Top 10 Foods Not to Eat

Google+ Pinterest LinkedIn Tumblr +

Now that that the savvy consumer has learned how to watch their weight, cholesterol and sodium intake, there’s a new list of the top 10 riskiest foods to eat that are regulated by the U.S. Food and Drug Administration. In 2009, the The Center for Science in the Public Interest, regulated by the U.S. Food and Drug Administration, highlighted more than 1,500 separate outbreaks of 50,000 illnesses with effects that ranged from simple gastrointestinal distress to disability and death since 1990.

Leafy Greens

Leafy greens—which includes iceberg lettuce, romaine lettuce, leaf lettuce, butter lettuce, baby leaf lettuce, escarole, endive, spring mix, spinach, cabbage, kale, arugula and chard—were responsible to sickening over 13,568 people. The primary offender in 2006 was E. coli, followed by Norovirus and Salmonella.

Shell Eggs

The food that has often been labeled as the perfect breakfast has sickened over 11,000 people between 1990 and 2006. The chief offender was salmonella that lives in the intestinal tracts of birds and gets transmitted to humans after eating eggs. Half of all of outbreaks occur in restaurants, where proper egg handling procedures were not followed. The next most common source of egg outbreaks was in U.S. prisons, followed by large catered events.


While many consumers are wary about eating fish due to mercury poisoning, few are aware of scombroid, and illness caused by scombrotoxin in tuna dishes that affected more than 2,300 people in the study. After being caught, fish begins to release natural toxins if not stored at 60 degrees F or below. The toxin is not affected by cooking, freezing, smoking, curing or canning and usually results in the afflicted with skin flushing, headaches, diarrhea, abdominal cramps, nausea, heart palpitations and loss of vision. It is currently being monitored by the FDA’s Hazard Analysis Critical Control Points.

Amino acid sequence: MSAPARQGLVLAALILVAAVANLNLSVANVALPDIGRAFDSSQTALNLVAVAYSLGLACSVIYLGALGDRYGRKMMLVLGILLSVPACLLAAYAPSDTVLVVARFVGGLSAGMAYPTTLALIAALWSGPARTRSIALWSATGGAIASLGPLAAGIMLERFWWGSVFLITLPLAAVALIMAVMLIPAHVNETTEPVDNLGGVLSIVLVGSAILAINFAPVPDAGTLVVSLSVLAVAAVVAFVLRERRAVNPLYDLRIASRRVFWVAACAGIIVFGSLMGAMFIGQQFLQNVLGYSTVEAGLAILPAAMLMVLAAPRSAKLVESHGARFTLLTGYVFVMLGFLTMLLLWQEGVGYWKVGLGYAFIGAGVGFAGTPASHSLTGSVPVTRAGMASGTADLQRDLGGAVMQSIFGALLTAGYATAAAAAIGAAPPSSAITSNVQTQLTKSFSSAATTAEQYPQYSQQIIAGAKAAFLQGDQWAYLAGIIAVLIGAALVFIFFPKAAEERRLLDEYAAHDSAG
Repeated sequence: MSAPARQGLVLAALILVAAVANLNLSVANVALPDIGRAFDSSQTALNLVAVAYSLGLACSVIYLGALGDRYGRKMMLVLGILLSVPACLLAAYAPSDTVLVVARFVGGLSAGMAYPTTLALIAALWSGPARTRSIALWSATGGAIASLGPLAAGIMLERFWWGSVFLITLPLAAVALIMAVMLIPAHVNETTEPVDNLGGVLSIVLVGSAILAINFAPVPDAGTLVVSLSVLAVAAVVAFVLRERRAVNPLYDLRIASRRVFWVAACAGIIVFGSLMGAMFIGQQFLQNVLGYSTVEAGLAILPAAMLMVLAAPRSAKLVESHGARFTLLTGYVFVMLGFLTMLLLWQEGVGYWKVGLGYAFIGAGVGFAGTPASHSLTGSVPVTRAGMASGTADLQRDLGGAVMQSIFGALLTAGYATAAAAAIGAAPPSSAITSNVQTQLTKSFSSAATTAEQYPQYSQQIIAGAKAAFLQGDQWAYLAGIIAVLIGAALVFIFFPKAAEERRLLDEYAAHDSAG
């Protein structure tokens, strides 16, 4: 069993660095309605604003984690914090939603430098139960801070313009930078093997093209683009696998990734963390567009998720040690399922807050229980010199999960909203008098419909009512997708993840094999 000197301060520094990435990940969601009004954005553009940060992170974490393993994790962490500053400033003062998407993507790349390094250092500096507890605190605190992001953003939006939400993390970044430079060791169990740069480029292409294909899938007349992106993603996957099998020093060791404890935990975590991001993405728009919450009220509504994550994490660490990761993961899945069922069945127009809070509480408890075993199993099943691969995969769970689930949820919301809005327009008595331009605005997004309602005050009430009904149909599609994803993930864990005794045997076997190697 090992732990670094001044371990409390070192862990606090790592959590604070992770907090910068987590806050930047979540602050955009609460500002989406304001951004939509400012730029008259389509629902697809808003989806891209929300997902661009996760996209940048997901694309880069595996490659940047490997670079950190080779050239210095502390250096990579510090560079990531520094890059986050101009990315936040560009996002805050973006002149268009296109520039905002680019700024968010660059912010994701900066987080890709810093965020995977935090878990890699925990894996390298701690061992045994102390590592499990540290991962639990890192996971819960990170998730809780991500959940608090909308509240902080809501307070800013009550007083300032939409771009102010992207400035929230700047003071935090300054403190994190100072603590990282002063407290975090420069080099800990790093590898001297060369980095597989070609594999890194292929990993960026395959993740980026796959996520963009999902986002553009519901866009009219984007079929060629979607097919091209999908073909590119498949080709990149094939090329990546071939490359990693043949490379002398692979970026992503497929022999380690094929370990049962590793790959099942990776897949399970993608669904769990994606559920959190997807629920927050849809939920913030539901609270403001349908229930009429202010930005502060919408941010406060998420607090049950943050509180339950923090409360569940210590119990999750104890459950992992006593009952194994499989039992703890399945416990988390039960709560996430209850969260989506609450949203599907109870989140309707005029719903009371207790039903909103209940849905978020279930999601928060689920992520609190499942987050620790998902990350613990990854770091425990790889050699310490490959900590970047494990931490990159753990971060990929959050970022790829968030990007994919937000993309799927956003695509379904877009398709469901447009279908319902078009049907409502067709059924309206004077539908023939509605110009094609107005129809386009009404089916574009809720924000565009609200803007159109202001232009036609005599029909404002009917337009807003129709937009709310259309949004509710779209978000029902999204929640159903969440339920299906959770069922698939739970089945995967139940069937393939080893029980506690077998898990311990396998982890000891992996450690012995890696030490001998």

The primary source of oyster-related outbreaks is restaurants, where more than 2,000 were reported during the study. Illnesses are caused by Norovirus and Vibrio. Illnesses related to Norovirus is usually associated with improper food handling and contaminated waters leading to gastroenteritis. However, Vibrio is considered much worse. Vibrio’s hazards stem from a similar bacterium as cholera. If stricken, bacterium can circulate through the victim’s bloodstream causing fever, chills, septic shock and bloodstream infections.


More than 40 percent of outbreaks associated with potatoes originate in supermarkets or delis. Grown in the soil, potatoes are almost always cooked and used in dishes like potato salad that can contain a broad range of pathogens, including salmonella and E. coli. Shigella and Listeria monocytogenes also appear and are associated with improper food handling.


Cheese was linked to 83 outbreaks that have sickened thousands of people. Cheese can become contaminated through several phases of production: curdling, molding and salting or later during processing. Pregnant women should be particularly careful about eating soft cheeses (brie, feta or Mexican-style) because of the risk of Listeria.

Ice Cream

Since 1990, more than 75 outbreaks of salmonella poisoning have occurred in all types of ice cream. The largest outbreak occurred in 1994 when a popular ice cream manufacturer used the same truck to haul raw, unpasteurized eggs and ice cream pre-mix that resulted in Salmonella spreading through the plant. Soft ice cream appears to be the most susceptible to contamination, where Listeria can cling to hard metal surfaces.


Whether you’re referring to reds, rounds, Romas or grape tomatoes, all forms have been linked to food-borne illnesses, largely through Salmonella. Salmonella enters the plants through the roots or through small cracks in the skin. Once inside, Salmonella spreads rapidly throughout the tomato.


Both raw and lightly cooked sprouts have been recognized by the FDA a source of food-borne illnesses since the 1990s. The most likely source of contamination is the seeds that are used to grow sprouts, along with improper handling and storage. Since 1990, 25 outbreaks of Salmonella and E. coli have been linked to sprouts.


Raspberries, blackberries and some or our other favorite berries have caused more than 25 outbreaks with 3,300 illnesses since 1990. In 1997, more than 2.6 million lbs. of contaminated strawberries were recalled after students across several states were infected with hepatitis A. cycospora has also been carried across five states through berries that results in dehydration and stomach cramps.



About Author

Leave A Reply